With her trademark determination, Moran then trained steadily at the Daniel Rowing Center in Tel Aviv with laser focus on reaching the 2016 Paralympic Games. She earned a berth to the games by winning the 2015 World Rowing Championships in Lac d'Aiguebelette, France.
Moran is now in Rio with her wife, Limor Samuel Goldberg, and their six-month old son, Arad. While balancing the demands of motherhood and an Olympic training schedule are challenging, the family pulls this off with admirable teamwork.
"Limor comes from this world of sport, being a swimmer in her past and working now for the Israeli Paralympic committee, so she understands my needs and can support me," Samuel said.
Even her young son helps out in his own way.
"Arad is an amazing baby. He knows I need to sleep well so I can perform my best," Samuel laughed.
In the months leading up to Rio the family lived in a one-bedroom apartment in Italy while Moran trained on Lake Varese. She credits her success with being dedicated to success.
"When I am at home I give 100% to my family, and when I train I do the same," Samuel said. "There are limited resources so I have learned to focus on something and not get distracted."
Rowing was not Moran's first love. Before her rowing career, she was a standout member of the Israeli National Women's Basketball team. In 2006, at the age of 24, her life changed forever when she suffered a rare spinal stroke. Moran recalled that she was hanging laundry one minute, and then the next minute she felt a sharp pain in her back and couldn't breathe. Moran's lower body was paralyzed.
Fortunately, there were still options for her to pursue the sport she loved. After a lengthy rehab, Moran joined the burgeoning Israeli national women's wheelchair basketball team. She also played on the Israeli all-male team Beit HaLohem.
Although Moran's heart was in basketball, she was told that succeed as an elite world athlete, she would have to try a solo sport. In 2010 she started rowing at Limor's insistence. She soon became hooked. Limor was also a rower and thought that Moran would take to the sport well. She was right. Moran has shown outstanding talent and was selected as the 2015 World Rowing Para Athlete of the Year.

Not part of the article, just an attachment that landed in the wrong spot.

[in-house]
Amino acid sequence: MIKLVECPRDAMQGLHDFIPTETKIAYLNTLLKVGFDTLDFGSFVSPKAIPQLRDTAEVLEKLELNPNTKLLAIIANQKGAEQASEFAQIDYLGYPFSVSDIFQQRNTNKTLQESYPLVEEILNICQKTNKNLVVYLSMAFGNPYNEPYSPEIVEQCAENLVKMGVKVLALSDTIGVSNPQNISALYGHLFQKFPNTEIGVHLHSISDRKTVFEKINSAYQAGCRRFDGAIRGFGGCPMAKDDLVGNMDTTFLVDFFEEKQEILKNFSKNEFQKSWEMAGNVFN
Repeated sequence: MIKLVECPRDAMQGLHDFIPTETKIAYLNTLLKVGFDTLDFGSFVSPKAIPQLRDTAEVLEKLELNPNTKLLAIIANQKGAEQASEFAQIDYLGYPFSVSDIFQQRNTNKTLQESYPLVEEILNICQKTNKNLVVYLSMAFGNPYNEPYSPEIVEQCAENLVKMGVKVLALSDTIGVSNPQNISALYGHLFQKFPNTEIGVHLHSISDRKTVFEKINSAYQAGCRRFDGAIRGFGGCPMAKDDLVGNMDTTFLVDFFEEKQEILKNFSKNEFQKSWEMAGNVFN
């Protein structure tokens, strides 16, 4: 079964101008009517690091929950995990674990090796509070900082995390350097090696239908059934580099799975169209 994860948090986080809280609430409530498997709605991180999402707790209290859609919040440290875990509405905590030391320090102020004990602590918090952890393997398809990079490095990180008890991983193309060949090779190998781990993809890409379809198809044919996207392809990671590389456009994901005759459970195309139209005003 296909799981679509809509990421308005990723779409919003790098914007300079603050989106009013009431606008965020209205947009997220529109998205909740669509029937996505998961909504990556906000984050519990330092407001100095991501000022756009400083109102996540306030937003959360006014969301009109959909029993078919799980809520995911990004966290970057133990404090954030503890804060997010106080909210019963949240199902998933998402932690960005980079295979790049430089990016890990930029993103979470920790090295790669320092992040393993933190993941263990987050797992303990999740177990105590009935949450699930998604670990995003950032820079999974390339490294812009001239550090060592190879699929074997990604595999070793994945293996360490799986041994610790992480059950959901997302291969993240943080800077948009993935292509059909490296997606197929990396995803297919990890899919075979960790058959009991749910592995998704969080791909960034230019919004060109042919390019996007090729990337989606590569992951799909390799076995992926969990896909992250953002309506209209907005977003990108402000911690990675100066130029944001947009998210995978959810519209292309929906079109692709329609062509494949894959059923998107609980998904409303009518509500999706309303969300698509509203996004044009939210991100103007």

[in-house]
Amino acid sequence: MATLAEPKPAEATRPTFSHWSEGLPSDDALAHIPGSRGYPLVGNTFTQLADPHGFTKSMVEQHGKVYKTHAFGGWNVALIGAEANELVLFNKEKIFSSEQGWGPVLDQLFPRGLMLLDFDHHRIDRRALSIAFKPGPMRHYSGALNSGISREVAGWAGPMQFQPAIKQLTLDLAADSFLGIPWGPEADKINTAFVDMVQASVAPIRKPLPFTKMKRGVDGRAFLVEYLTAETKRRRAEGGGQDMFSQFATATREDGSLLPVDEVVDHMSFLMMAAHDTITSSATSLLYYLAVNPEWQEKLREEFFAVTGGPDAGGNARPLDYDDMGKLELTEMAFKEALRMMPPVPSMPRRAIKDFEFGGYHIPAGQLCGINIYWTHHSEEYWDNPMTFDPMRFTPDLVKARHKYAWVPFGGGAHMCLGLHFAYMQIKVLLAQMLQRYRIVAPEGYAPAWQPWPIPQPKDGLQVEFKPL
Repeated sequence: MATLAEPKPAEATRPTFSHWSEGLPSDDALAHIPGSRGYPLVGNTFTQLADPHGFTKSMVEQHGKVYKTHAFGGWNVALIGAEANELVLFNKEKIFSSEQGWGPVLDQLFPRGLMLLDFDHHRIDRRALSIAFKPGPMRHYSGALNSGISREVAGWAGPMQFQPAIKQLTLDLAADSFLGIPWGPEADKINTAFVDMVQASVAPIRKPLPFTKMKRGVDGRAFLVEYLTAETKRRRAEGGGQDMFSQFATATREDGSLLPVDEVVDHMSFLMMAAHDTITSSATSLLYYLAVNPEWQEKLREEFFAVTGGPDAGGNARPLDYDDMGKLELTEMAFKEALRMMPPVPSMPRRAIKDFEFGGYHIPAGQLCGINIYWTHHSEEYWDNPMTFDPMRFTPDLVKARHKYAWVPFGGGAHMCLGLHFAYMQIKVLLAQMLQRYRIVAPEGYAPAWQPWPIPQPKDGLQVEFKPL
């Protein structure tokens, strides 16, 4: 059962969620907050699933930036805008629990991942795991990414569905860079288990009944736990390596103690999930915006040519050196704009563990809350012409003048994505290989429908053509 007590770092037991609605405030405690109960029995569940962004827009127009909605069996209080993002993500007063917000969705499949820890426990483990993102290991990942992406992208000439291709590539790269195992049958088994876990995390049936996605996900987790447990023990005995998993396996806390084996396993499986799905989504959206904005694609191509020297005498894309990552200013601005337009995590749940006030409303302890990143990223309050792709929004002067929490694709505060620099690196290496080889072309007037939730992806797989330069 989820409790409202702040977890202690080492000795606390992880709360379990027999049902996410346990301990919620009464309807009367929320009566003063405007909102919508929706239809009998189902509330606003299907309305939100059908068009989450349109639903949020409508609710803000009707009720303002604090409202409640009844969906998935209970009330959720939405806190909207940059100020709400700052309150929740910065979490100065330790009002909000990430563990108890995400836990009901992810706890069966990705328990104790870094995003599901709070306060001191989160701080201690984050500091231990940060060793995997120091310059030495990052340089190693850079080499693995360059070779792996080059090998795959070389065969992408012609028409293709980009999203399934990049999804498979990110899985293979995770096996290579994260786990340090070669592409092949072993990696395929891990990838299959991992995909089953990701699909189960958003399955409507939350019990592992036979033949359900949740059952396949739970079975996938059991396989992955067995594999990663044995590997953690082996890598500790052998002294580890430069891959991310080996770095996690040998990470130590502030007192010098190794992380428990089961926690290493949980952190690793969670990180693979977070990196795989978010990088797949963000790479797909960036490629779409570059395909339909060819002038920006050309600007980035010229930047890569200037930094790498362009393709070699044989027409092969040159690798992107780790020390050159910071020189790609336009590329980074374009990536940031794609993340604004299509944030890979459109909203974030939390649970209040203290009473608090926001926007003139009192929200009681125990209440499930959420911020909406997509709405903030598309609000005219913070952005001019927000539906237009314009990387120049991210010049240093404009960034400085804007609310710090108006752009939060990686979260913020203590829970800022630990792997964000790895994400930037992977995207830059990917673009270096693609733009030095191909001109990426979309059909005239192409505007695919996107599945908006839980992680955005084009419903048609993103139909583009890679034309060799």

"I've learned to push my limits and not be afraid of dreaming big dreams, even if they don't all come true," Samuel said. "The only way to improve is by making mistakes - by failing, and then overcoming those failures."
She also added that she's learned to never compare herself to others.
"I compare myself to me if I want to get better," she said.
When asked whether she saw herself as a role model, Moran said she hopes she "can make people become their own role models, because even the most amazing story in the world will not help you to overcome difficulties in life if you don't realize the strength lies in you."
Moran pointed out that disabled athletes are often reduced to being one-dimensional, purely inspirational stories. She and other people with disabilities are much more than simply an inspiration.
"There's a lot more in my toolbox."
Moran said she hasn't faced any discrimination being an openly gay athlete on the international stage.
"I'm lucky in that manner because everywhere we go, people just take it as it is," Samuel said. "If people think differently, they have never showed it or expressed it to our face."
From: Wicked Gay
Nothing gets our hearts racing more than new pictures of Nyle DiMarco.
DiMarco will be on the cover in the newest edition of Attitude, where he lets his inner daddy out to great results.
|Photo credit: Jenny Brough/Attitude|
In an interview with the magazine, DiMarco talks about his sexuality and about the deaf community.
"Growing up, I was never afraid to say that a guy was beautiful. Women can say other women are beautiful, so why should it be any different? So I was never really afraid to say that, " he said. "I've always been that way, whether it's male or female. You know, if they're beautiful, they're beautiful."
He went on to say that, "I'm fortunate because our [deaf] community is so small, which means that there is more diversity. One of my best friends growing up is now a drag queen... In the deaf community everybody accepts everybody else because that's who you are, you're part of a community and that's our safe space."
Read more about Nyle's interview at Attitude.